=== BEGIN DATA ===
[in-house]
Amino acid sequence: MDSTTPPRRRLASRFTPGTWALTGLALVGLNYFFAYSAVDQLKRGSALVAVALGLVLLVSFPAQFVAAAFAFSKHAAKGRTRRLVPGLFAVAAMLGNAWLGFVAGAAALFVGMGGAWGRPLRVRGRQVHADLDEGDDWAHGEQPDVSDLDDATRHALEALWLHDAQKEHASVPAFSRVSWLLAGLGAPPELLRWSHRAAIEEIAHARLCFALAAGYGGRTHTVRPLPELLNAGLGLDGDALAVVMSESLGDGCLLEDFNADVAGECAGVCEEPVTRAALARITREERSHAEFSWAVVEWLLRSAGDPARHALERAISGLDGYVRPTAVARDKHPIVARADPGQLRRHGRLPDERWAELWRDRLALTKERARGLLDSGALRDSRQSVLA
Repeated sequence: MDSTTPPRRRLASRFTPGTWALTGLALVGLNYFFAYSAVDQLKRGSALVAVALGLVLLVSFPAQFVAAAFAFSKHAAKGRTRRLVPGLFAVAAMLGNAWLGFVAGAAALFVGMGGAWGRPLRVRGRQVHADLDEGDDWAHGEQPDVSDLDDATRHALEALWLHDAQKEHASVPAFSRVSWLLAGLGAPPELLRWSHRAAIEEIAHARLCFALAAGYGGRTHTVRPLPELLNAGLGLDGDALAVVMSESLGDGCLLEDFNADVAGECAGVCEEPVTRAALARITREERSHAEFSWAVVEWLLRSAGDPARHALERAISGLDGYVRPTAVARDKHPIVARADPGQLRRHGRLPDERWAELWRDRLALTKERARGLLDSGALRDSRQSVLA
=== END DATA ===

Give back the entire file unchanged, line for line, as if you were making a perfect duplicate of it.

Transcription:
[in-house]
Amino acid sequence: MDSTTPPRRRLASRFTPGTWALTGLALVGLNYFFAYSAVDQLKRGSALVAVALGLVLLVSFPAQFVAAAFAFSKHAAKGRTRRLVPGLFAVAAMLGNAWLGFVAGAAALFVGMGGAWGRPLRVRGRQVHADLDEGDDWAHGEQPDVSDLDDATRHALEALWLHDAQKEHASVPAFSRVSWLLAGLGAPPELLRWSHRAAIEEIAHARLCFALAAGYGGRTHTVRPLPELLNAGLGLDGDALAVVMSESLGDGCLLEDFNADVAGECAGVCEEPVTRAALARITREERSHAEFSWAVVEWLLRSAGDPARHALERAISGLDGYVRPTAVARDKHPIVARADPGQLRRHGRLPDERWAELWRDRLALTKERARGLLDSGALRDSRQSVLA
Repeated sequence: MDSTTPPRRRLASRFTPGTWALTGLALVGLNYFFAYSAVDQLKRGSALVAVALGLVLLVSFPAQFVAAAFAFSKHAAKGRTRRLVPGLFAVAAMLGNAWLGFVAGAAALFVGMGGAWGRPLRVRGRQVHADLDEGDDWAHGEQPDVSDLDDATRHALEALWLHDAQKEHASVPAFSRVSWLLAGLGAPPELLRWSHRAAIEEIAHARLCFALAAGYGGRTHTVRPLPELLNAGLGLDGDALAVVMSESLGDGCLLEDFNADVAGECAGVCEEPVTRAALARITREERSHAEFSWAVVEWLLRSAGDPARHALERAISGLDGYVRPTAVARDKHPIVARADPGQLRRHGRLPDERWAELWRDRLALTKERARGLLDSGALRDSRQSVLA